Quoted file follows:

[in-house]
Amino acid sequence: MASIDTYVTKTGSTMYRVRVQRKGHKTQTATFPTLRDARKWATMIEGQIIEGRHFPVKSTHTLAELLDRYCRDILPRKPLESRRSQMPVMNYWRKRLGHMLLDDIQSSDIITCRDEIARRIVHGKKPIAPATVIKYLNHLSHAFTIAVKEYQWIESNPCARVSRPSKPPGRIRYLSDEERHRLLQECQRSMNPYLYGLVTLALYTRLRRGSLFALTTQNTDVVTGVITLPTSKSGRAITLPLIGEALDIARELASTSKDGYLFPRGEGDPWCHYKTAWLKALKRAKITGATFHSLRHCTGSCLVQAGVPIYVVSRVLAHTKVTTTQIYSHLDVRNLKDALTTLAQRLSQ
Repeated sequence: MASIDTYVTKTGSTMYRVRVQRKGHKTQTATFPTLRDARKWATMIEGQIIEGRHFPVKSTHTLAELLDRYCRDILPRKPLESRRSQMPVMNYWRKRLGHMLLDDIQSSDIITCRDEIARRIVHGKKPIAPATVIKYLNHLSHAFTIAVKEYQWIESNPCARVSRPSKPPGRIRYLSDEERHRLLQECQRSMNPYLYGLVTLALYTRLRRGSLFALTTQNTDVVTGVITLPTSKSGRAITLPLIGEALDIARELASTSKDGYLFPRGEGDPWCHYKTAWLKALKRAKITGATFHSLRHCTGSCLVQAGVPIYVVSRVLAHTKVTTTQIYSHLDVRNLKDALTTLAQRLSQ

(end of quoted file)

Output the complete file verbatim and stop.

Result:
[in-house]
Amino acid sequence: MASIDTYVTKTGSTMYRVRVQRKGHKTQTATFPTLRDARKWATMIEGQIIEGRHFPVKSTHTLAELLDRYCRDILPRKPLESRRSQMPVMNYWRKRLGHMLLDDIQSSDIITCRDEIARRIVHGKKPIAPATVIKYLNHLSHAFTIAVKEYQWIESNPCARVSRPSKPPGRIRYLSDEERHRLLQECQRSMNPYLYGLVTLALYTRLRRGSLFALTTQNTDVVTGVITLPTSKSGRAITLPLIGEALDIARELASTSKDGYLFPRGEGDPWCHYKTAWLKALKRAKITGATFHSLRHCTGSCLVQAGVPIYVVSRVLAHTKVTTTQIYSHLDVRNLKDALTTLAQRLSQ
Repeated sequence: MASIDTYVTKTGSTMYRVRVQRKGHKTQTATFPTLRDARKWATMIEGQIIEGRHFPVKSTHTLAELLDRYCRDILPRKPLESRRSQMPVMNYWRKRLGHMLLDDIQSSDIITCRDEIARRIVHGKKPIAPATVIKYLNHLSHAFTIAVKEYQWIESNPCARVSRPSKPPGRIRYLSDEERHRLLQECQRSMNPYLYGLVTLALYTRLRRGSLFALTTQNTDVVTGVITLPTSKSGRAITLPLIGEALDIARELASTSKDGYLFPRGEGDPWCHYKTAWLKALKRAKITGATFHSLRHCTGSCLVQAGVPIYVVSRVLAHTKVTTTQIYSHLDVRNLKDALTTLAQRLSQ